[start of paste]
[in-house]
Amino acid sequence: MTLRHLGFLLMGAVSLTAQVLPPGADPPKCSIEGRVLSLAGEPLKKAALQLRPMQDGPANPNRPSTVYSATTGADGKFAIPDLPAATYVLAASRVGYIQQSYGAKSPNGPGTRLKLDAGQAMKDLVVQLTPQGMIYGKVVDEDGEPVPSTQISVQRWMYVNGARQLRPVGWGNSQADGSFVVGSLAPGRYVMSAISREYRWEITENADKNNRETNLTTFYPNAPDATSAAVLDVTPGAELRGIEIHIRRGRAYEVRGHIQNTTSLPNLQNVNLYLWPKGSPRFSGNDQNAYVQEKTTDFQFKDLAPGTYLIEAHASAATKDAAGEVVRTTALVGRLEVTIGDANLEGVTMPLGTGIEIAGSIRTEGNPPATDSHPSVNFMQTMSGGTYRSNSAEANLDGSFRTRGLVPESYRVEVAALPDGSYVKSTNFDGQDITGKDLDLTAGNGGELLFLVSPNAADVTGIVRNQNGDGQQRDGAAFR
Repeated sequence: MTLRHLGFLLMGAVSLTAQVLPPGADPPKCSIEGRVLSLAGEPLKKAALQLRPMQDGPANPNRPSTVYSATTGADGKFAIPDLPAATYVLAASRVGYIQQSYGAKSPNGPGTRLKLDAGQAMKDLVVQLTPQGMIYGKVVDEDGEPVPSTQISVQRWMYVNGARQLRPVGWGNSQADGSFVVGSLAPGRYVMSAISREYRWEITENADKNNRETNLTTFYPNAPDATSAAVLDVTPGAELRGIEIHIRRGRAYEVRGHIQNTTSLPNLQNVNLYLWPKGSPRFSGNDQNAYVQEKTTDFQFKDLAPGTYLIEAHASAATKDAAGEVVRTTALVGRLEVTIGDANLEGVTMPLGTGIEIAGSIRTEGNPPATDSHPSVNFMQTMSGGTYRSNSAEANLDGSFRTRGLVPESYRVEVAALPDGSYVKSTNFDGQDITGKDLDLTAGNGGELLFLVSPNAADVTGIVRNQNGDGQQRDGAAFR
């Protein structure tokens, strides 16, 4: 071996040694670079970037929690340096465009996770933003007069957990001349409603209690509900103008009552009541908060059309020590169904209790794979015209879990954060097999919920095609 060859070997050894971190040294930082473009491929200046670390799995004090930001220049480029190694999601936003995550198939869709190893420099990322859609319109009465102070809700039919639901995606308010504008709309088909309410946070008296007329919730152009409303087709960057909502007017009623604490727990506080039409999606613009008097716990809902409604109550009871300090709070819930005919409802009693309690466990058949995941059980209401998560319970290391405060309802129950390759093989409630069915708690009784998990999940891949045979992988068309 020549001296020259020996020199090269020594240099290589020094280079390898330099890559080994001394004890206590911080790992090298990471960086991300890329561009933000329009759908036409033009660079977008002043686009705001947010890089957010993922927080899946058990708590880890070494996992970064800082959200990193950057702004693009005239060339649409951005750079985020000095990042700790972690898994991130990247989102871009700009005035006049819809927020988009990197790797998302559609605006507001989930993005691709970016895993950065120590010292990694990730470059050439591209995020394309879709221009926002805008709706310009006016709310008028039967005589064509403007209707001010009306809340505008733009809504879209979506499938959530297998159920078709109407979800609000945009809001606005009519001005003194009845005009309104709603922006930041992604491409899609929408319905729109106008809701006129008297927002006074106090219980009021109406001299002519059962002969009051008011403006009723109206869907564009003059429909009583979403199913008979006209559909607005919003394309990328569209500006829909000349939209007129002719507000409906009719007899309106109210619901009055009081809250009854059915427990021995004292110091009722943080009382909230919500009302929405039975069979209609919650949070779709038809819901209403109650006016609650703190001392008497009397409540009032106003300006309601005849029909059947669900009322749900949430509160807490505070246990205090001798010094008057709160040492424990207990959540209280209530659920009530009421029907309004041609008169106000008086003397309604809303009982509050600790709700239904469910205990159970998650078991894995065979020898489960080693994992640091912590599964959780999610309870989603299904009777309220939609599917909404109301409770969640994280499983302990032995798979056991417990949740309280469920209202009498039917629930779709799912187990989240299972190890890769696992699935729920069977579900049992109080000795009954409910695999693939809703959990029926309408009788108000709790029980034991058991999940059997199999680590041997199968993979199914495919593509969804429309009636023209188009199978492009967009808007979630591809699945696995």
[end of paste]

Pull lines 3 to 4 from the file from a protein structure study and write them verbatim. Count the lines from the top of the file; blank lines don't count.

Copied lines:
Repeated sequence: MTLRHLGFLLMGAVSLTAQVLPPGADPPKCSIEGRVLSLAGEPLKKAALQLRPMQDGPANPNRPSTVYSATTGADGKFAIPDLPAATYVLAASRVGYIQQSYGAKSPNGPGTRLKLDAGQAMKDLVVQLTPQGMIYGKVVDEDGEPVPSTQISVQRWMYVNGARQLRPVGWGNSQADGSFVVGSLAPGRYVMSAISREYRWEITENADKNNRETNLTTFYPNAPDATSAAVLDVTPGAELRGIEIHIRRGRAYEVRGHIQNTTSLPNLQNVNLYLWPKGSPRFSGNDQNAYVQEKTTDFQFKDLAPGTYLIEAHASAATKDAAGEVVRTTALVGRLEVTIGDANLEGVTMPLGTGIEIAGSIRTEGNPPATDSHPSVNFMQTMSGGTYRSNSAEANLDGSFRTRGLVPESYRVEVAALPDGSYVKSTNFDGQDITGKDLDLTAGNGGELLFLVSPNAADVTGIVRNQNGDGQQRDGAAFR
């Protein structure tokens, strides 16, 4: 071996040694670079970037929690340096465009996770933003007069957990001349409603209690509900103008009552009541908060059309020590169904209790794979015209879990954060097999919920095609 060859070997050894971190040294930082473009491929200046670390799995004090930001220049480029190694999601936003995550198939869709190893420099990322859609319109009465102070809700039919639901995606308010504008709309088909309410946070008296007329919730152009409303087709960057909502007017009623604490727990506080039409999606613009008097716990809902409604109550009871300090709070819930005919409802009693309690466990058949995941059980209401998560319970290391405060309802129950390759093989409630069915708690009784998990999940891949045979992988068309 020549001296020259020996020199090269020594240099290589020094280079390898330099890559080994001394004890206590911080790992090298990471960086991300890329561009933000329009759908036409033009660079977008002043686009705001947010890089957010993922927080899946058990708590880890070494996992970064800082959200990193950057702004693009005239060339649409951005750079985020000095990042700790972690898994991130990247989102871009700009005035006049819809927020988009990197790797998302559609605006507001989930993005691709970016895993950065120590010292990694990730470059050439591209995020394309879709221009926002805008709706310009006016709310008028039967005589064509403007209707001010009306809340505008733009809504879209979506499938959530297998159920078709109407979800609000945009809001606005009519001005003194009845005009309104709603922006930041992604491409899609929408319905729109106008809701006129008297927002006074106090219980009021109406001299002519059962002969009051008011403006009723109206869907564009003059429909009583979403199913008979006209559909607005919003394309990328569209500006829909000349939209007129002719507000409906009719007899309106109210619901009055009081809250009854059915427990021995004292110091009722943080009382909230919500009302929405039975069979209609919650949070779709038809819901209403109650006016609650703190001392008497009397409540009032106003300006309601005849029909059947669900009322749900949430509160807490505070246990205090001798010094008057709160040492424990207990959540209280209530659920009530009421029907309004041609008169106000008086003397309604809303009982509050600790709700239904469910205990159970998650078991894995065979020898489960080693994992640091912590599964959780999610309870989603299904009777309220939609599917909404109301409770969640994280499983302990032995798979056991417990949740309280469920209202009498039917629930779709799912187990989240299972190890890769696992699935729920069977579900049992109080000795009954409910695999693939809703959990029926309408009788108000709790029980034991058991999940059997199999680590041997199968993979199914495919593509969804429309009636023209188009199978492009967009808007979630591809699945696995």